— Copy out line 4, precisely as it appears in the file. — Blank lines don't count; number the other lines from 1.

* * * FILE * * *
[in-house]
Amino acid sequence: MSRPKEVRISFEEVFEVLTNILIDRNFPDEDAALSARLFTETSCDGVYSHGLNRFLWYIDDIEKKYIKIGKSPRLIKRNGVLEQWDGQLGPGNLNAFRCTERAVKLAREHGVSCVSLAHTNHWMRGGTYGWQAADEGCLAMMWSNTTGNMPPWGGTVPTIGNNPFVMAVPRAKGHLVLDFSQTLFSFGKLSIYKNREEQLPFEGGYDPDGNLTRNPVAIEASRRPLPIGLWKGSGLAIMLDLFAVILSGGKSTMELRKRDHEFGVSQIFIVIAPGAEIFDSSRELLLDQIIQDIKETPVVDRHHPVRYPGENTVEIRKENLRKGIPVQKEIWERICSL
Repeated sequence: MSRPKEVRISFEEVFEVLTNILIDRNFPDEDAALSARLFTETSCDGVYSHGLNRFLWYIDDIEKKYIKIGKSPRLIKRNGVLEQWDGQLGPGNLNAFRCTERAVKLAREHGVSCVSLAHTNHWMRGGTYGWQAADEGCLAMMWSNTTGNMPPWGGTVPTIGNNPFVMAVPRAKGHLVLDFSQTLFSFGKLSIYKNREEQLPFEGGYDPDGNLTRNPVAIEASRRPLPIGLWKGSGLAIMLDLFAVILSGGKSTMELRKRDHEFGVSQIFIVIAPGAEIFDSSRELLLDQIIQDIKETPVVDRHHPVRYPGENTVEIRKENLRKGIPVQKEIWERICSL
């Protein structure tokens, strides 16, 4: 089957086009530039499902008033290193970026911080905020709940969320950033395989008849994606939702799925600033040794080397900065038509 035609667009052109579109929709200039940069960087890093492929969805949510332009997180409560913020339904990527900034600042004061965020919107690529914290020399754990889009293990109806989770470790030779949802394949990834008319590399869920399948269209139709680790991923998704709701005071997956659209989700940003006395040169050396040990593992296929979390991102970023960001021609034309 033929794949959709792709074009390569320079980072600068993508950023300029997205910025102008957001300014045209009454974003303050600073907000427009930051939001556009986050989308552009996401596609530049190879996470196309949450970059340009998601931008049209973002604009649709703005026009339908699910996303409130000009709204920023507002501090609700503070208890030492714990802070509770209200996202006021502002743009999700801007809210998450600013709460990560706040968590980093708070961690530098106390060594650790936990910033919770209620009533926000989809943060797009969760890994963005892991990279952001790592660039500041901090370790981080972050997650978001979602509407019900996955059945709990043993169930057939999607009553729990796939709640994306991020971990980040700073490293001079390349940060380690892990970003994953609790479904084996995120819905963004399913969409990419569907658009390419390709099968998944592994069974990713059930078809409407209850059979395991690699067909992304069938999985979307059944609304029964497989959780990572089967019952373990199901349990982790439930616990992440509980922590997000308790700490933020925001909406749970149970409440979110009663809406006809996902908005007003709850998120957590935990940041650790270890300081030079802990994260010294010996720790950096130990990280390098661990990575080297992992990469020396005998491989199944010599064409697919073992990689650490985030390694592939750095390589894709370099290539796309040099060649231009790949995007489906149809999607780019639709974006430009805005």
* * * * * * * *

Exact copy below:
């Protein structure tokens, strides 16, 4: 089957086009530039499902008033290193970026911080905020709940969320950033395989008849994606939702799925600033040794080397900065038509 035609667009052109579109929709200039940069960087890093492929969805949510332009997180409560913020339904990527900034600042004061965020919107690529914290020399754990889009293990109806989770470790030779949802394949990834008319590399869920399948269209139709680790991923998704709701005071997956659209989700940003006395040169050396040990593992296929979390991102970023960001021609034309 033929794949959709792709074009390569320079980072600068993508950023300029997205910025102008957001300014045209009454974003303050600073907000427009930051939001556009986050989308552009996401596609530049190879996470196309949450970059340009998601931008049209973002604009649709703005026009339908699910996303409130000009709204920023507002501090609700503070208890030492714990802070509770209200996202006021502002743009999700801007809210998450600013709460990560706040968590980093708070961690530098106390060594650790936990910033919770209620009533926000989809943060797009969760890994963005892991990279952001790592660039500041901090370790981080972050997650978001979602509407019900996955059945709990043993169930057939999607009553729990796939709640994306991020971990980040700073490293001079390349940060380690892990970003994953609790479904084996995120819905963004399913969409990419569907658009390419390709099968998944592994069974990713059930078809409407209850059979395991690699067909992304069938999985979307059944609304029964497989959780990572089967019952373990199901349990982790439930616990992440509980922590997000308790700490933020925001909406749970149970409440979110009663809406006809996902908005007003709850998120957590935990940041650790270890300081030079802990994260010294010996720790950096130990990280390098661990990575080297992992990469020396005998491989199944010599064409697919073992990689650490985030390694592939750095390589894709370099290539796309040099060649231009790949995007489906149809999607780019639709974006430009805005």